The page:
Rather than trace from the magazine, I opted to print the 9-page PDF and trace from that, figuring if I had to trace, I might as well simplify it for myself a bit. I still went a bit cross-eyed tracing, probably because I'm not used to it, but highlighting the lines helped. The pattern provided measurements to draft your own rectangular cuffs and hem band.

For the Elsa Sweater, the fabric suggestions ("Suggested fabrics: Use stretchable fabric! - Knitted fabric") and fabric amounts ("Fabric usage: 205-205-210-210-210-210-210-210 cm.") left me with some questions (how stretchable should the knit be? what width fabric?), but based on the photos in the magazine, I decided I needed a thicker, less stretchy knit to achieve the proper look for the neck/shoulder pieces. I opted for some magenta ponte. Based on laying out the pattern pieces as instructed, it appears that the fabric needs to be 60" wide.

Some of the instructions for the Elsa sweater used some odd phrasing and were quite sparse, but were generally fine. I think there was a mistake for the hem band- the measurements have you draft a pattern piece for the whole band, but then the cutting layout shows it cut on the fold. I deviated a little bit from the instructions by sewing the sleeves in flat, rather than in the round.

I cut a size 46 and shortened the sleeves to 3/4 length; I held the sleeve pieces up against my Cashmerette Appleton sleeves for comparison and cut 4" off the bottom. Then, after trying the sweater on, I opted to use my twin needle to hem the sleeves and body by 3/4", without the hem band, as they were plenty long as is.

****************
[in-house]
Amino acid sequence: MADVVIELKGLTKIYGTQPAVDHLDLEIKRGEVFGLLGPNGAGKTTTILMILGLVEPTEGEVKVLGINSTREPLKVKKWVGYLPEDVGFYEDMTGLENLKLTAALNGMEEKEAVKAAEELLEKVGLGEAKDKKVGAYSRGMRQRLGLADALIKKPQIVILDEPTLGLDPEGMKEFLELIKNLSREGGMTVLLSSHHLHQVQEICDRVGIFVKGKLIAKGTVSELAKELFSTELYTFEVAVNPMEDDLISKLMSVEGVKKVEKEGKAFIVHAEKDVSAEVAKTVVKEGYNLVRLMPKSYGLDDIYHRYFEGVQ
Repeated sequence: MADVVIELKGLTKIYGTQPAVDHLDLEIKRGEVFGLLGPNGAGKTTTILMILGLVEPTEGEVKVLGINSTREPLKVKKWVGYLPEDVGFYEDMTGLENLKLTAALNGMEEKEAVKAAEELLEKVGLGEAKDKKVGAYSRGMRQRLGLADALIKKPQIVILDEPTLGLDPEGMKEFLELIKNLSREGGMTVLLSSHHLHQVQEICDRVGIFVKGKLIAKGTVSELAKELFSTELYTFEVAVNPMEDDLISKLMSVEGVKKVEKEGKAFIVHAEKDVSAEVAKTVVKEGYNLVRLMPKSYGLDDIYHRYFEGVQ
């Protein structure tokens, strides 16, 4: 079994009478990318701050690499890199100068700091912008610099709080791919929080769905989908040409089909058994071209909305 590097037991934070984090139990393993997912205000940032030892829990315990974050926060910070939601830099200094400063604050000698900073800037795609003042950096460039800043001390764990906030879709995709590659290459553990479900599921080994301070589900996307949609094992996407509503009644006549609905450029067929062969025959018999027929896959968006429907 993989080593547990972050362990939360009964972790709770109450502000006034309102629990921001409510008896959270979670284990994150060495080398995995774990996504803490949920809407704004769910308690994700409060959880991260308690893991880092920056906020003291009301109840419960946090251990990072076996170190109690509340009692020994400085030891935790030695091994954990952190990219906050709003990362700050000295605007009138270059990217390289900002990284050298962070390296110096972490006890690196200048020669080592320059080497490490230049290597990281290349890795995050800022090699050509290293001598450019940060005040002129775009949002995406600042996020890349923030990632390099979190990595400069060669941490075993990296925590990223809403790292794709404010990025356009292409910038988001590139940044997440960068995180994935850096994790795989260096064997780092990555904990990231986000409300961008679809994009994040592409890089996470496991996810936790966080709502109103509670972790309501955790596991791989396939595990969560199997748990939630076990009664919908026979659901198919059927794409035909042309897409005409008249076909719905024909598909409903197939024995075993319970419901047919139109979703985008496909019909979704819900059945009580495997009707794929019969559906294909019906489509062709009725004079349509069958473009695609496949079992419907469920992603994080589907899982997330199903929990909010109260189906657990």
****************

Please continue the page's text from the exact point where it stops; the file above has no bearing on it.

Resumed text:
In the end, I have mixed feelings about the top... the fit is fine, maybe a little bit big. And, as Gillian said, the armscye seems quite long, which is causing a little bit of weirdness under the arm and at the bust.

My main problem, though, is that the shoulder cowl/collar piece is just not the right shape for my shoulders, obviously. The curve is just all wrong. It's too big for my shoulders (not really the top of the shoulders, but the side?) causing it to sag and look sad. No amount of ironing on the ham seems to help- there's just too much extra room there and the fabric drapes in a lumpy, unflattering way. It's almost like I need to wear askew football shoulder pads to fill it out? I don't know whose side shoulders would fill this out. I wonder if it would work better in a stiffer fabric? Then again, I worry in a stiffer fabric I would look line a linebacker, or Tina Turner in the Thunderdome! I haven't decided how/if I'll try to fix it.

 That said, I'm not going to let my mixed feelings about this sweater stop me from trying another My Image pattern- so many cute options! I really like the track pants and the sailor-style trousers, too. And there's a coat and coatigan that are pretty lovely.

If the magazine or patterns tempt you, too, lucky you! Made by Oranges provided me with a discount code to share with you: if you use the code "Meg" you can get a 25% discount on all products from Made by Oranges, including individual magazines, PDF patterns and magazine subscriptions. The code is valid through December 1.

Also, right now there are 3 free downloadable PDF patterns available if you want to give them a try: the multi-paneled Pam skirt, the off-the-shoulder Elsa sweater that I made and the Scarlet dress for kids.

Check out Sew Manju and Crafting a Rainbow for more reviews of My Image. Manju made a lovely version of the Sarah dress, one of the PDF patterns that come free with the magazine, and Gillian made a beautiful version of the magazine's faux wrap dress.

Thanks for Made by Oranges for letting me try out these magazines!